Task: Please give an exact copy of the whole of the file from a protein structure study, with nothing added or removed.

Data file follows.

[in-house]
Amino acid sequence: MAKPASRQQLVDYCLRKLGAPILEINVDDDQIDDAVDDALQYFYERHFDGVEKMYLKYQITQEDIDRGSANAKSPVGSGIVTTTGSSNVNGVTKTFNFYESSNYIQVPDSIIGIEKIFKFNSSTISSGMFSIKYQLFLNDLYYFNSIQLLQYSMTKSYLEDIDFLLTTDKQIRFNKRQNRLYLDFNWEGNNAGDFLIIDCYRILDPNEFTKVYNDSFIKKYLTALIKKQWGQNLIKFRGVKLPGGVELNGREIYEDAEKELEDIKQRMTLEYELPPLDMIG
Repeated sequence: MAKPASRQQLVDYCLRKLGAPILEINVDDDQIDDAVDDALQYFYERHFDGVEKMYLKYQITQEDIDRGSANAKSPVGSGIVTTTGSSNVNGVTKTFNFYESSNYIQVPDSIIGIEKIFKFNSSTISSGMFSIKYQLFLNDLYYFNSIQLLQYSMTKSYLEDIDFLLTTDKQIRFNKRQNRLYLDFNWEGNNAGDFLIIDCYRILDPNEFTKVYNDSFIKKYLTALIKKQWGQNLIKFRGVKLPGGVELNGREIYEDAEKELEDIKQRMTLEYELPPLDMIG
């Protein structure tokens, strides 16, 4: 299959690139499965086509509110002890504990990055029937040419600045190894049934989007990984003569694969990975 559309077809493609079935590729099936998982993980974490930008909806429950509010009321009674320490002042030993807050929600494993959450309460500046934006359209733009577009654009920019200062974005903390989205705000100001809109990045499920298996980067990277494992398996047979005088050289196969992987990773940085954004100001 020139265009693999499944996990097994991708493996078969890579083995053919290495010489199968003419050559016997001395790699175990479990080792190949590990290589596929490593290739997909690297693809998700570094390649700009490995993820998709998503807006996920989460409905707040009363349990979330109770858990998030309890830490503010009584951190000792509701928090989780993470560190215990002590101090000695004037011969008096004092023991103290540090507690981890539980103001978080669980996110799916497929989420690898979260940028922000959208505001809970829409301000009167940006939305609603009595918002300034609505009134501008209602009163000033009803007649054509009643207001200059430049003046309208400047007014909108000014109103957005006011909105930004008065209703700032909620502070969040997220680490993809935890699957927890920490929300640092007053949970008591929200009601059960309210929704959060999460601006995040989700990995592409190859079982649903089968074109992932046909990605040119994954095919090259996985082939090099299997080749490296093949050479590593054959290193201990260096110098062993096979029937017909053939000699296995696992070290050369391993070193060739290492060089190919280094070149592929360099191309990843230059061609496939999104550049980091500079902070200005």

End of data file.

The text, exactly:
[in-house]
Amino acid sequence: MAKPASRQQLVDYCLRKLGAPILEINVDDDQIDDAVDDALQYFYERHFDGVEKMYLKYQITQEDIDRGSANAKSPVGSGIVTTTGSSNVNGVTKTFNFYESSNYIQVPDSIIGIEKIFKFNSSTISSGMFSIKYQLFLNDLYYFNSIQLLQYSMTKSYLEDIDFLLTTDKQIRFNKRQNRLYLDFNWEGNNAGDFLIIDCYRILDPNEFTKVYNDSFIKKYLTALIKKQWGQNLIKFRGVKLPGGVELNGREIYEDAEKELEDIKQRMTLEYELPPLDMIG
Repeated sequence: MAKPASRQQLVDYCLRKLGAPILEINVDDDQIDDAVDDALQYFYERHFDGVEKMYLKYQITQEDIDRGSANAKSPVGSGIVTTTGSSNVNGVTKTFNFYESSNYIQVPDSIIGIEKIFKFNSSTISSGMFSIKYQLFLNDLYYFNSIQLLQYSMTKSYLEDIDFLLTTDKQIRFNKRQNRLYLDFNWEGNNAGDFLIIDCYRILDPNEFTKVYNDSFIKKYLTALIKKQWGQNLIKFRGVKLPGGVELNGREIYEDAEKELEDIKQRMTLEYELPPLDMIG
């Protein structure tokens, strides 16, 4: 299959690139499965086509509110002890504990990055029937040419600045190894049934989007990984003569694969990975 559309077809493609079935590729099936998982993980974490930008909806429950509010009321009674320490002042030993807050929600494993959450309460500046934006359209733009577009654009920019200062974005903390989205705000100001809109990045499920298996980067990277494992398996047979005088050289196969992987990773940085954004100001 020139265009693999499944996990097994991708493996078969890579083995053919290495010489199968003419050559016997001395790699175990479990080792190949590990290589596929490593290739997909690297693809998700570094390649700009490995993820998709998503807006996920989460409905707040009363349990979330109770858990998030309890830490503010009584951190000792509701928090989780993470560190215990002590101090000695004037011969008096004092023991103290540090507690981890539980103001978080669980996110799916497929989420690898979260940028922000959208505001809970829409301000009167940006939305609603009595918002300034609505009134501008209602009163000033009803007649054509009643207001200059430049003046309208400047007014909108000014109103957005006011909105930004008065209703700032909620502070969040997220680490993809935890699957927890920490929300640092007053949970008591929200009601059960309210929704959060999460601006995040989700990995592409190859079982649903089968074109992932046909990605040119994954095919090259996985082939090099299997080749490296093949050479590593054959290193201990260096110098062993096979029937017909053939000699296995696992070290050369391993070193060739290492060089190919280094070149592929360099191309990843230059061609496939999104550049980091500079902070200005």